Program takes students FAR to win grant funding

Aug. 23, 2023

Early-stage investigators learn effective practices for submitting NIH F awards


When Julia Morris, a dual degree trainee in the MD/PhD program, began applying for a National Institutes of Health fellowship grant in January 2022, she found a UArizona Cancer Center program to guide her through the entire process called the F Award Readiness, or FAR, Program.

“The FAR program has provided unparalleled technical, logistical and emotional support throughout the grant development and submission process,” Morris said. “It taught me so much about the grant writing procedure and enabled me to submit my best work, which I know would not have been possible on my own.”

The rigorous, approximately 10-month FAR program assists early-stage investigators through a 6- to 11-month process that supports students in developing highly competitive NIH Individual Fellowships, referred to as F awards, that provide individual research training opportunities at the undergraduate, graduate and postdoctoral levels.

Student attends a grant writing workshop as part of the FAR Program.

Student attends a grant writing workshop as part of the FAR Program.

During the FAR program, students attend writing workshops and develop their fellowship application elements, including a biosketch, background and goals, and a research strategy. The FAR program also assists applicants with developing a research training plan and a project narrative, and it helps participants with collecting letters of support and sponsor statements.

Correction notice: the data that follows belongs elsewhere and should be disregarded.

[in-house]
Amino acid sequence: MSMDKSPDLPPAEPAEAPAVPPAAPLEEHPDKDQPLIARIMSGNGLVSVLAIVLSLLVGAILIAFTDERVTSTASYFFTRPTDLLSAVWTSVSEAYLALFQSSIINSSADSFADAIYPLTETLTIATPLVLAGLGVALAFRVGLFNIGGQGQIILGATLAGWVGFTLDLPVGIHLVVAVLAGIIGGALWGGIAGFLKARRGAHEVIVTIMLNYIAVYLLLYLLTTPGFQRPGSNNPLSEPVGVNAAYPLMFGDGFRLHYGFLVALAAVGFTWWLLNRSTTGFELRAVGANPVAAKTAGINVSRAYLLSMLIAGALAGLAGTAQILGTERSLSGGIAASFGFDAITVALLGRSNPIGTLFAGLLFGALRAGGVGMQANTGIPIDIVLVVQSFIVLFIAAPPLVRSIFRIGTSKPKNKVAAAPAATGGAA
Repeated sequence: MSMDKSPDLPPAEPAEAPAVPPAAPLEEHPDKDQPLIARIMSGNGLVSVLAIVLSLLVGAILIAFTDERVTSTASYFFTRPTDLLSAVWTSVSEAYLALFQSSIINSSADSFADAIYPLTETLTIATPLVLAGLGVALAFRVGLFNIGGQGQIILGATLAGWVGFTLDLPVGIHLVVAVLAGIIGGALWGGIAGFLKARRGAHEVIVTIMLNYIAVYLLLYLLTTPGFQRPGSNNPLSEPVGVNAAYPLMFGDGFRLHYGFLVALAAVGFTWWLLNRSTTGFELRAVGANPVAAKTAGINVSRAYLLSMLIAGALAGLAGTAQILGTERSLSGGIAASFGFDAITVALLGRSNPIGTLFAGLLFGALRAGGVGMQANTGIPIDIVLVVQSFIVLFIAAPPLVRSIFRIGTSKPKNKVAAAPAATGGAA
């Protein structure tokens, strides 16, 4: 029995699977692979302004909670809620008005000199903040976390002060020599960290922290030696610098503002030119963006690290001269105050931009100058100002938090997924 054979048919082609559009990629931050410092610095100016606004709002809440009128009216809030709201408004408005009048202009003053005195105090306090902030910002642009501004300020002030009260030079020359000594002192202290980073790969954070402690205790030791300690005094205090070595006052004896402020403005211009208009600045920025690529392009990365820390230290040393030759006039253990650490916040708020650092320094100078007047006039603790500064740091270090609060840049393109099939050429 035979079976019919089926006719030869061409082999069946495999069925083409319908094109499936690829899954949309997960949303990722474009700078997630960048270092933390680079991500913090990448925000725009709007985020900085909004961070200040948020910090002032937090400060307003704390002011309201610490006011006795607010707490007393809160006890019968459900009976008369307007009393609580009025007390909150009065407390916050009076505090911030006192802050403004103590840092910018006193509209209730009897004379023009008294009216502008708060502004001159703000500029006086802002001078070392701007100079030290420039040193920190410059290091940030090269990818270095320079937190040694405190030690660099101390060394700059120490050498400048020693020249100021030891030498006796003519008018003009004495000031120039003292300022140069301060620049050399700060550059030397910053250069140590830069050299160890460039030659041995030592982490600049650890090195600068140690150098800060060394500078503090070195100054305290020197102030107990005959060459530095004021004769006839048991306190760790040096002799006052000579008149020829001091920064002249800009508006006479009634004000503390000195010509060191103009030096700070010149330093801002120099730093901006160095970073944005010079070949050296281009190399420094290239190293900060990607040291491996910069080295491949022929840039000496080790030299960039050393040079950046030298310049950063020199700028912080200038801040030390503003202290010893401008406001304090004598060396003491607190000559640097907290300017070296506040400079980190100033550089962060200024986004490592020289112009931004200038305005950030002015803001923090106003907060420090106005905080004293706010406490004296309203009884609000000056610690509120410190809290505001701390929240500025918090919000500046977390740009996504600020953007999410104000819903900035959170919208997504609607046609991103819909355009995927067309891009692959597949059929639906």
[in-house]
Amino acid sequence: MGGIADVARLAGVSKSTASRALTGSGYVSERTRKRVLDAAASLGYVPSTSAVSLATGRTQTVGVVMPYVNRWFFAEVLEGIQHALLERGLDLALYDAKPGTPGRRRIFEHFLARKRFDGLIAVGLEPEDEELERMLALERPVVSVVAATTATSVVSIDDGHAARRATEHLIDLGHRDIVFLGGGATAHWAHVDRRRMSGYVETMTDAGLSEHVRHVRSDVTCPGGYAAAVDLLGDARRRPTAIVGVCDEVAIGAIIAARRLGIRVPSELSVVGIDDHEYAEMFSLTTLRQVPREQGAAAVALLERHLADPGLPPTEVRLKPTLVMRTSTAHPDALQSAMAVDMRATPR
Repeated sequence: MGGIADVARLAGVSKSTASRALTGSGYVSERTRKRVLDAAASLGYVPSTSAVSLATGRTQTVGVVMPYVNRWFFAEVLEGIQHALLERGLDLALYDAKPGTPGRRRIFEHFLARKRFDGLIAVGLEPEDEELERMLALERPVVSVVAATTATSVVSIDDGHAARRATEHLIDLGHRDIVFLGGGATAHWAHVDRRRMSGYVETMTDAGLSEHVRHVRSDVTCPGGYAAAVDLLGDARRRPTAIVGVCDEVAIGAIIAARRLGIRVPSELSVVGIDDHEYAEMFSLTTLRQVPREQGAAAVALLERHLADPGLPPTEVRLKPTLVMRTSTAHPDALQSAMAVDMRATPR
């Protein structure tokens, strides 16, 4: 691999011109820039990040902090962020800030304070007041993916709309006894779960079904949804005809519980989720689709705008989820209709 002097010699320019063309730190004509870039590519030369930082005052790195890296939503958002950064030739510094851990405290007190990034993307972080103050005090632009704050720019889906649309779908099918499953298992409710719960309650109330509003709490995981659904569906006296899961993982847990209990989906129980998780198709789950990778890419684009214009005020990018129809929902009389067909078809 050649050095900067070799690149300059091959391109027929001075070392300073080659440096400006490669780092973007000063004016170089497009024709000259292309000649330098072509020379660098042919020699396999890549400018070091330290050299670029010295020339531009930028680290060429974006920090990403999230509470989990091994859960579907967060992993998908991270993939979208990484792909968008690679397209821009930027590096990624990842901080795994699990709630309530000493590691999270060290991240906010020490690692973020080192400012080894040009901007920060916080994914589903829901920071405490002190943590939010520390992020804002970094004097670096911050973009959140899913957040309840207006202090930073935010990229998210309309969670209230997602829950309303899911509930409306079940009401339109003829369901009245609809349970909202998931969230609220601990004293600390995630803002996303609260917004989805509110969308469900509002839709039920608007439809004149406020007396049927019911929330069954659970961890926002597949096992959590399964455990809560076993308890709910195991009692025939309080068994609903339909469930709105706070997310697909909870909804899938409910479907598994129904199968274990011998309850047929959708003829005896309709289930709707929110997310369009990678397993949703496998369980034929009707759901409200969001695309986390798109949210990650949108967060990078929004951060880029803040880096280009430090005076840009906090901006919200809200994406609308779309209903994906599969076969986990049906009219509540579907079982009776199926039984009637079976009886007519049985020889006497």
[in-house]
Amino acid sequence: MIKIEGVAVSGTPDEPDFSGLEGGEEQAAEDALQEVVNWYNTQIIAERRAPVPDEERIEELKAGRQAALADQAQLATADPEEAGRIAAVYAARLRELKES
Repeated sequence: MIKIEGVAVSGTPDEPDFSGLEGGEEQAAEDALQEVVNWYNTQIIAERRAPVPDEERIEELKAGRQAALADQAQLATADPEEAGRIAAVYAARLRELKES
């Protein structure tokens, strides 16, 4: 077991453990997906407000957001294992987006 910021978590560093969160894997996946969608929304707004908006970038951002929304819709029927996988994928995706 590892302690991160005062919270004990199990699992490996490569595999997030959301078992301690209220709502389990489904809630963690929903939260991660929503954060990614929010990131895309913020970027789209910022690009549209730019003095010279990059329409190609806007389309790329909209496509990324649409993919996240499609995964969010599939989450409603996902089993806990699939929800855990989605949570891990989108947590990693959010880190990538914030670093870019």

The program, which is a project of the Office of Cancer Research Training & Education Coordination (CRTEC), includes a mock panel review and other trainings to prepare applicants for a successful submission or resubmission.

Xinxin Ding, PhD, professor in Cancer Biology Program, Pharmacology and Toxicology and the BIO5 Institute, has served as a sponsor of students in the FAR Program.

He said that an NIH F30/31 award is an important career development tool for students and junior investigators, and that it highlights the University’s research strength and training environment, and the caliber of its trainees. Dr. Ding said that the FAR program offers students a solid career development plan.

“It helps training students become better organized, which is an essential skill for successful grant writing,” Dr. Ding said. “It provides important programmatic information about the funder and about training resources at UA, which are not always readily available to the students or even their mentors. It also helps to encourage students to apply.”

Supporting student grant-writing success

The FAR program was originally designed and developed in 2020 by Shelley Hawthorne Smith, PhD, associate director of the UArizona Graduate Center Office of Fellowships and associate director of the Graduate Writing Lab.

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Carol Carpenter, top left, teaches at a FAR program workshop.

Carol Carpenter, top left, teaches at a FAR program workshop.


Carol Carpenter, the FAR program’s principal research administrator and grants writer, began at the Cancer Center in 2021, and the burgeoning program has since doubled in size. With just seven pre-doctoral students participating in Carpenter’s first year, the FAR program now has 20 predoctoral trainees and two more applying for the F99-K00, or Transition to Aging Research for predoctoral students, which is available to non-US citizens.